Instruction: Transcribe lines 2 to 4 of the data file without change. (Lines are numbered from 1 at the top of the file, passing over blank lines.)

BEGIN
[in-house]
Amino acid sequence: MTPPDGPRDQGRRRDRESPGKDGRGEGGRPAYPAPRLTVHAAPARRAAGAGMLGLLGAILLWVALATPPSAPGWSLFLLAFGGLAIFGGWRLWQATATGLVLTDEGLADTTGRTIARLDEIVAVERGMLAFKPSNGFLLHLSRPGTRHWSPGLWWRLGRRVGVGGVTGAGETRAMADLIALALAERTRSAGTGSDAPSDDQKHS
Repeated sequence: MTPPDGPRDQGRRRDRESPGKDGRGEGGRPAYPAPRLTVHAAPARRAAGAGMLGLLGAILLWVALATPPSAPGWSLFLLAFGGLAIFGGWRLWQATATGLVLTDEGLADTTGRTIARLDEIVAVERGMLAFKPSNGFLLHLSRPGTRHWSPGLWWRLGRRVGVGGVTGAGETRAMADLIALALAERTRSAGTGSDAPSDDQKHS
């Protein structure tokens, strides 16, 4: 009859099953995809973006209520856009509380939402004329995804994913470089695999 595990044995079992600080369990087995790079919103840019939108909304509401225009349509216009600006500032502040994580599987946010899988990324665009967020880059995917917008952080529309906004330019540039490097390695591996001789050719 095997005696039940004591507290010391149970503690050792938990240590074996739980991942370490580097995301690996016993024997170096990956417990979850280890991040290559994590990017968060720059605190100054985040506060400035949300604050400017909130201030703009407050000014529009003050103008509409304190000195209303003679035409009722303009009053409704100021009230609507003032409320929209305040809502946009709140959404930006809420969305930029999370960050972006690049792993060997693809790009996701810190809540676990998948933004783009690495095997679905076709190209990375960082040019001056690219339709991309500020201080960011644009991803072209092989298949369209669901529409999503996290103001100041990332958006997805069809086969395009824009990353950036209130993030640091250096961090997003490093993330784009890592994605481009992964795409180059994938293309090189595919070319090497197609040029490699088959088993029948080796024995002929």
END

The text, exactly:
Amino acid sequence: MTPPDGPRDQGRRRDRESPGKDGRGEGGRPAYPAPRLTVHAAPARRAAGAGMLGLLGAILLWVALATPPSAPGWSLFLLAFGGLAIFGGWRLWQATATGLVLTDEGLADTTGRTIARLDEIVAVERGMLAFKPSNGFLLHLSRPGTRHWSPGLWWRLGRRVGVGGVTGAGETRAMADLIALALAERTRSAGTGSDAPSDDQKHS
Repeated sequence: MTPPDGPRDQGRRRDRESPGKDGRGEGGRPAYPAPRLTVHAAPARRAAGAGMLGLLGAILLWVALATPPSAPGWSLFLLAFGGLAIFGGWRLWQATATGLVLTDEGLADTTGRTIARLDEIVAVERGMLAFKPSNGFLLHLSRPGTRHWSPGLWWRLGRRVGVGGVTGAGETRAMADLIALALAERTRSAGTGSDAPSDDQKHS
């Protein structure tokens, strides 16, 4: 009859099953995809973006209520856009509380939402004329995804994913470089695999 595990044995079992600080369990087995790079919103840019939108909304509401225009349509216009600006500032502040994580599987946010899988990324665009967020880059995917917008952080529309906004330019540039490097390695591996001789050719 095997005696039940004591507290010391149970503690050792938990240590074996739980991942370490580097995301690996016993024997170096990956417990979850280890991040290559994590990017968060720059605190100054985040506060400035949300604050400017909130201030703009407050000014529009003050103008509409304190000195209303003679035409009722303009009053409704100021009230609507003032409320929209305040809502946009709140959404930006809420969305930029999370960050972006690049792993060997693809790009996701810190809540676990998948933004783009690495095997679905076709190209990375960082040019001056690219339709991309500020201080960011644009991803072209092989298949369209669901529409999503996290103001100041990332958006997805069809086969395009824009990353950036209130993030640091250096961090997003490093993330784009890592994605481009992964795409180059994938293309090189595919070319090497197609040029490699088959088993029948080796024995002929």